FOR IMMEDIATE RELEASE
December 7, 2016
PARTIAL TAX PAYMENTS NOW PERMITTED
“IT’S ABOUT TREATING THE PUBLIC RIGHT,” SAYS SIMITIAN
SAN JOSE –Santa Clara County residents who are struggling to pay their property taxes will soon get a bit of relief, thanks to action taken by the Board of Supervisors. On a motion by County Supervisor Joe Simitian, the Board approved a plan for accepting partial payments on property tax bills.
"As things stand now, if a person is having a rough patch and sends a property tax payment less than the total amount owed, we send that payment back – and then threaten them with a ten percent penalty on the whole amount if they don't pay up," said Supervisor Joe Simitian, who drafted the Board's action. "It seems to me that we ought to be encouraging taxpayers who are trying to do the right thing, even as they’re struggling financially."
Under the existing system, the County rejects any payment less than the total amount owed on the installment. The tax payer is then notified of the shortfall and asked to remit the balance due.
Taxpayers are currently given 10 days to remit full payment, and if they fail to do so, they are assessed a 10% penalty on the entire balance due. They then have until June 30th to pay their outstanding tax bill before becoming tax defaulted and accruing additional penalties of 18% per year. On average, approximately 5,550 bills become tax defaulted each year.
Under the new system, which takes effect next tax year, the County will allow partial payments, and only penalize taxpayers on the unpaid balance owed after that payment.
Accepting partial payments for secured property taxes was first recommended as part of a County Management Audit of the Tax Collector in 2005; but the idea never got traction until Simitian picked up on the idea after constituents brought the issue to his attention.
Simitian said he was particularly mindful of “folks who were struggling through the recent recession, caught up in the mortgage crisis and then told that, despite their best efforts, the County refused to take a partial payment.” He added, “We all understand that these taxes have to be paid; but let’s be realistic, you can’t squeeze blood out of a turnip. When people are trying to pay, let’s help them pay.”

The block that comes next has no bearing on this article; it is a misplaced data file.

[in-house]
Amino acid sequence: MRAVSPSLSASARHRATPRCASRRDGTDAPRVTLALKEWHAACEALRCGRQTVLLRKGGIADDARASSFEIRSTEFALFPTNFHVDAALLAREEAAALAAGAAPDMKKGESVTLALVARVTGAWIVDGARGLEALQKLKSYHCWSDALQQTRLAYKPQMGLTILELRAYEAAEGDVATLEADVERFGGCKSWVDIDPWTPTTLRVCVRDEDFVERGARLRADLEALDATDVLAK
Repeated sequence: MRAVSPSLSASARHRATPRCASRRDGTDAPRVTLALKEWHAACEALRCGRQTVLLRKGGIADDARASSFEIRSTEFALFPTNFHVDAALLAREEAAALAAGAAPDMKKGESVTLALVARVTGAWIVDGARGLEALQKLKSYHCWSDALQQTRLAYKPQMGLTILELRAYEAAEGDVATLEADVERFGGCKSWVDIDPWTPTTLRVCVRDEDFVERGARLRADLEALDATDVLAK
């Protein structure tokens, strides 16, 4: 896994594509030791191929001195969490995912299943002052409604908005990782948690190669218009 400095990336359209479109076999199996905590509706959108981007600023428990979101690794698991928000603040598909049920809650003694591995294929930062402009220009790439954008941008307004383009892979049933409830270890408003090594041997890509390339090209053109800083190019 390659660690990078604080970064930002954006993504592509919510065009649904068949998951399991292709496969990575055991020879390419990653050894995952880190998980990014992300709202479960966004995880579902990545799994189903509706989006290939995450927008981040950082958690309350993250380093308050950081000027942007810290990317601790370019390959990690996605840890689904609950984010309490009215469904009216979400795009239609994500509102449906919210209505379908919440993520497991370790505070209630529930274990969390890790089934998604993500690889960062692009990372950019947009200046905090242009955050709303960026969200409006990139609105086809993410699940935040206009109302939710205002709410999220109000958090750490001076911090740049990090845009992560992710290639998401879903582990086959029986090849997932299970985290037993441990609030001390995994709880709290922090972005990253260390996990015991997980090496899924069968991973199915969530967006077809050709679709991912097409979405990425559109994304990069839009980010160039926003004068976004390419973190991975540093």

Santa Clara County has the highest average home values in California, with commensurately high tax bills. The County's average property tax bill last fiscal year was over $9900. Property taxes often represent the largest single “lump sum” tax payment that many Californians make each year.
"This seemed like a relatively straightforward way to make our County government work better for our residents," said Simitian. "The obligation is still payment in full, and there will still be consequences for taxpayers who don't meet that obligation, but this change will allow people to make progress even when they can't pay the whole bill – a bit like a credit card balance."
“If you shop at Macy’s or Target you know it’s not rocket science,” said Simitian. “You pay what you can, you owe the balance, and there’s still a cost associated with that remaining balance. A penalty, plus interest.”
“I just don’t think it’s right to tell someone who wants to make a payment ‘We won’t take your money. And by the way, we’re going to hit you with a 10% penalty on the entire amount,’” said Simitian. “If someone wants to pay, let them pay. And while we may lose some penalty revenue, we’ll actually speed up our revenue collection by receiving these partial payments.”
“Bottom line, it’s about treating the public right,” said Simitian.